Wednesday, 21 February 2018

Risk Factors of Surgical Recurrence after Resection for Crohn's Disease

                  http://austinpublishinggroup.com/gastroenterology/currentissue.php



The surgery is required in more than 80% of patients with Crohn’s disease. Crohn’s disease is associated with high rates of postoperative recurrence. The aim of the study was to identify, the risk factors of postoperative ‘surgical recurrence’ after the first resection for Crohn’s disease.

We report a retrospective study from January 1998 to September 2010 that studied 226 patients originated only from Tunisia (in North Africa), operated on for MC. We had been interested to the risk factor of surgical recurrence of Crohn’s disease.

Mean age was 33 years. The average time between the onset of the disease and the surgical procedure was 31 months. The diagnosis of CD was established preoperatively in 213 patients (94%). The diagnosis was made intraoperatively because of an acute complication in 5 cases (2.2%) and postoperatively in 8 cases (3.5%). The most common location was the ileocecal junction in 184 cases (81.4%). The most common type of lesion was the mixed form (stricture and fistula) in 123 cases (54.4%). Operative mortality was 0.04% (n=1). Specific morbidity was 8.4% (n=19). In long term, a surgical recurrence was noted in 18 patients (8%). In multivariate analysis, independent risk factors for recurrence were: smoking (p=0.012, ORs=3.57) and post-operative medical treatment (p=0.05, ORs=2.6).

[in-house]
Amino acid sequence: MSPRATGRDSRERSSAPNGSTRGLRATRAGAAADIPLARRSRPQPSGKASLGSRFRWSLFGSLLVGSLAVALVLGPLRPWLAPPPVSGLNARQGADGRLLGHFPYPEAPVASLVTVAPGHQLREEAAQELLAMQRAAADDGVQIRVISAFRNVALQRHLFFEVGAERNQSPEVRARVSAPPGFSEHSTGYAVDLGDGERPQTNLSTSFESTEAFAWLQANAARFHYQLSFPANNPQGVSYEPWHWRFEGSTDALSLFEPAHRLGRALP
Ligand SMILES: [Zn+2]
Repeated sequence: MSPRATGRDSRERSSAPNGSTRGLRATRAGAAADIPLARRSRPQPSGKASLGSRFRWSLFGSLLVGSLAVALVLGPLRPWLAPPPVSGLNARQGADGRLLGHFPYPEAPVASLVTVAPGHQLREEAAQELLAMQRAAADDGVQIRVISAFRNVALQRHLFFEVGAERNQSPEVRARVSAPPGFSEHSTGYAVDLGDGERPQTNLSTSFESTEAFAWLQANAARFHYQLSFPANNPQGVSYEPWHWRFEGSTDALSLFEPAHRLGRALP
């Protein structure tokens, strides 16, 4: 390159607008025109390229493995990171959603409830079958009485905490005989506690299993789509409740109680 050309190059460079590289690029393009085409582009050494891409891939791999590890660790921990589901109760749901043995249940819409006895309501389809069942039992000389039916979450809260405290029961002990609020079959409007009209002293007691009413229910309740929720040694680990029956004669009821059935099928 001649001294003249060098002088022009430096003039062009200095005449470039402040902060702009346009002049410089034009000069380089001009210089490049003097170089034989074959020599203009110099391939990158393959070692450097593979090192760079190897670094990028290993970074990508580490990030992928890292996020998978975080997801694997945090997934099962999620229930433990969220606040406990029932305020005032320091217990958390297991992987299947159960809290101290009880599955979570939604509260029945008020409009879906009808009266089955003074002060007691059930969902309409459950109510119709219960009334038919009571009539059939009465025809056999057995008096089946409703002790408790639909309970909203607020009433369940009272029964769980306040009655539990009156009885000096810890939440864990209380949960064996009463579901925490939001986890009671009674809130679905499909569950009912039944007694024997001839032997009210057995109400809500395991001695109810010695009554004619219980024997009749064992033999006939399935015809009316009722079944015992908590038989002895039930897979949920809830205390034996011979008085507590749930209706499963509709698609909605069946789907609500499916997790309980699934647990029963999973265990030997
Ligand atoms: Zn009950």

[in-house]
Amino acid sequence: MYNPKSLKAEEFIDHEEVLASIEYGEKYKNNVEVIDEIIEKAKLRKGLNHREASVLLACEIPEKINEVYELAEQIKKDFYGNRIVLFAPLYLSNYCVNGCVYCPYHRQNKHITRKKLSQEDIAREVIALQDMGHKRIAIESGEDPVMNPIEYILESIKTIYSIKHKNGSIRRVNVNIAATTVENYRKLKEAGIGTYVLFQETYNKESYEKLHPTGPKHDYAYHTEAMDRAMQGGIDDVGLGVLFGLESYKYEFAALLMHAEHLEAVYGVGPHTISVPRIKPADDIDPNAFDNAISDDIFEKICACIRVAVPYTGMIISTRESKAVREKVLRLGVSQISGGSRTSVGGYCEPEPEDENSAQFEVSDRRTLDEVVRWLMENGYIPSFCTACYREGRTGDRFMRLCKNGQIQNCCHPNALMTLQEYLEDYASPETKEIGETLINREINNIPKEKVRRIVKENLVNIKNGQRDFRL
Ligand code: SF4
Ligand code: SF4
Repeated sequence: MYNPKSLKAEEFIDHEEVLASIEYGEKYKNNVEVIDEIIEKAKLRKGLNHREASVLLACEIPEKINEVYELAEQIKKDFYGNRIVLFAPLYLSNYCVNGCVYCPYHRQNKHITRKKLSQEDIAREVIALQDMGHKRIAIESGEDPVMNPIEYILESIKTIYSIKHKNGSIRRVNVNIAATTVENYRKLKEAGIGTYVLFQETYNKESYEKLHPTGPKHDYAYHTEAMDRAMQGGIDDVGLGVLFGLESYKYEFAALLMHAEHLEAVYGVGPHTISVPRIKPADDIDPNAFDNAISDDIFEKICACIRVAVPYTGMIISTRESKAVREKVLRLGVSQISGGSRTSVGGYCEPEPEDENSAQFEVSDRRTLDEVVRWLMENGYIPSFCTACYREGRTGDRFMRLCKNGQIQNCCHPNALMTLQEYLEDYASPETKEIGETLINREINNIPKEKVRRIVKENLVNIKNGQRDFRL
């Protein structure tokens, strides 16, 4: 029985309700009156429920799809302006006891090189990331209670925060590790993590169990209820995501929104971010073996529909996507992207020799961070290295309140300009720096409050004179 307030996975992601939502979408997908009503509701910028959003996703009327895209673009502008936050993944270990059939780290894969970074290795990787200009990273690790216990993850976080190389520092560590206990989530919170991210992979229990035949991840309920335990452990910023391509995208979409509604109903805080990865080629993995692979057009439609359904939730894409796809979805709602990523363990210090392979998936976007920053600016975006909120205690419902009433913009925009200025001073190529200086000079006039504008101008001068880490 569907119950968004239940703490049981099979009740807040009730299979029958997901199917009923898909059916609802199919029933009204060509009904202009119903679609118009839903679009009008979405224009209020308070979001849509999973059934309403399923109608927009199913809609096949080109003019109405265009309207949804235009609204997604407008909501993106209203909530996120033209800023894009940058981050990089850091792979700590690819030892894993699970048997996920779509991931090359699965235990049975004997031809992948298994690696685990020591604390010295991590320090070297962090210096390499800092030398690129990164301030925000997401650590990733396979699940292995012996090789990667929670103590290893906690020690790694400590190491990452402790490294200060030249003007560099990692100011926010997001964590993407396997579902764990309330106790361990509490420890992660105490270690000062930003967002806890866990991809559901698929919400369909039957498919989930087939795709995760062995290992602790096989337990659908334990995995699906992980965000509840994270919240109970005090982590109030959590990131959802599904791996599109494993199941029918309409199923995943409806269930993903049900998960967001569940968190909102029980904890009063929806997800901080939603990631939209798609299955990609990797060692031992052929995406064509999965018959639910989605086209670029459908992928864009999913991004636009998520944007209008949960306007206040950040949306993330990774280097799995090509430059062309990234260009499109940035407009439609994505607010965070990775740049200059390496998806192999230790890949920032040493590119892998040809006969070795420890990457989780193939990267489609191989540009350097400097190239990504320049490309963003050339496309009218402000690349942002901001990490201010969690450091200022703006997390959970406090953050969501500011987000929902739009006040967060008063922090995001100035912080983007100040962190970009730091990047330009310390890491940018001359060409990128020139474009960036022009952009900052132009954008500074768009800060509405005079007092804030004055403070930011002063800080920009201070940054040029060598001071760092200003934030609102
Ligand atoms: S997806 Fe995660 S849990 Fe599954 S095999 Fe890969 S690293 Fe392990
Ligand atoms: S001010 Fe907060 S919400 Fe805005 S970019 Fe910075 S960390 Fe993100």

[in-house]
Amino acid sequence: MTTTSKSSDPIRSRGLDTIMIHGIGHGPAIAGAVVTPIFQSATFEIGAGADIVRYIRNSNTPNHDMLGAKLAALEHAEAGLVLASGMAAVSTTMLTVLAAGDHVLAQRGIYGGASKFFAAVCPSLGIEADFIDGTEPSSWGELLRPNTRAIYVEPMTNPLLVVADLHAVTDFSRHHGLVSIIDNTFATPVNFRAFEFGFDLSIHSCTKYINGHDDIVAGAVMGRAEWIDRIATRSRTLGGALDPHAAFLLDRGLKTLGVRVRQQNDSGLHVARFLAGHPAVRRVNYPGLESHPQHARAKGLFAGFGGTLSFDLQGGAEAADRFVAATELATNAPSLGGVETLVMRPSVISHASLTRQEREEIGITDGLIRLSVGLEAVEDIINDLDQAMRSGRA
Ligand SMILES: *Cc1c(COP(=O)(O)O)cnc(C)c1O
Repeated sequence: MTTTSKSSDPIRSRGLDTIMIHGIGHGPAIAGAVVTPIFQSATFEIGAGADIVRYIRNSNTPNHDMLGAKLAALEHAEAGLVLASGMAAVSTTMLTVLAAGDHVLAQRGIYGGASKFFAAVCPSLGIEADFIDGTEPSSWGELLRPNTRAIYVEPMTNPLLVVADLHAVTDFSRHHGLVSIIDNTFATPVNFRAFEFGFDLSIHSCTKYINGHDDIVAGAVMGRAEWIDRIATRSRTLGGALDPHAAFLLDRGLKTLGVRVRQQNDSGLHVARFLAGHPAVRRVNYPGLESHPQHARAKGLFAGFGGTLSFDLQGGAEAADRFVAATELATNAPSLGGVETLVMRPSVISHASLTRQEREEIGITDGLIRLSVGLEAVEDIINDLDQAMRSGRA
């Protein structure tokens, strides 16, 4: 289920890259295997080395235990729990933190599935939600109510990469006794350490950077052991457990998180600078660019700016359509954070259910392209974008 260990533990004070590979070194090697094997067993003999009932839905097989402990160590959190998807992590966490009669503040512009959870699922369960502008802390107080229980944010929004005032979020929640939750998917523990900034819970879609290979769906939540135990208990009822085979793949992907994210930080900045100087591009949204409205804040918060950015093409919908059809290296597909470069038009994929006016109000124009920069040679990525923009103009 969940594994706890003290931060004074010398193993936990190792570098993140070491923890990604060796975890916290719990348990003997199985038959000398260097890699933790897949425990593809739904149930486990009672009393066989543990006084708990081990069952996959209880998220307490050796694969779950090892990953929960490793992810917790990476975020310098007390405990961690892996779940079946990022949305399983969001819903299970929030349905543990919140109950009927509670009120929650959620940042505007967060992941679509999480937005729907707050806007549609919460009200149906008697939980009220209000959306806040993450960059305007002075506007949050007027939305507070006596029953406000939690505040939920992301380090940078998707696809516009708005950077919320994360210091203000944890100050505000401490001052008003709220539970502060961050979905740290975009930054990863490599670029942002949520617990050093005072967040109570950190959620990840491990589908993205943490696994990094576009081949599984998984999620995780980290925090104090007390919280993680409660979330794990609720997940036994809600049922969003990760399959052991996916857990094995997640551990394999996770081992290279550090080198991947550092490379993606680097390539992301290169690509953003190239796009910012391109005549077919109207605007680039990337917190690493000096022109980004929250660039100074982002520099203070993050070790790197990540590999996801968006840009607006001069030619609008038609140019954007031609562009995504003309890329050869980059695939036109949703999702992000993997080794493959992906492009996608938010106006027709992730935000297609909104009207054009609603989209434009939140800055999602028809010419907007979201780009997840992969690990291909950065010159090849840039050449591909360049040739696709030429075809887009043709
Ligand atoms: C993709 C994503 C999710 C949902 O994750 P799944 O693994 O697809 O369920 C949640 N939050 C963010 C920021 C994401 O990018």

Our series is unique for a lower rate of the postoperative recurrence (8%). The two risk factors of recurrence are smoking and the necessity of postoperative medical prophylaxis.

Pleomorphic Sarcoma of the Head and Neck Region

                  http://austinpublishinggroup.com/head-neck-oncology/currentissue.php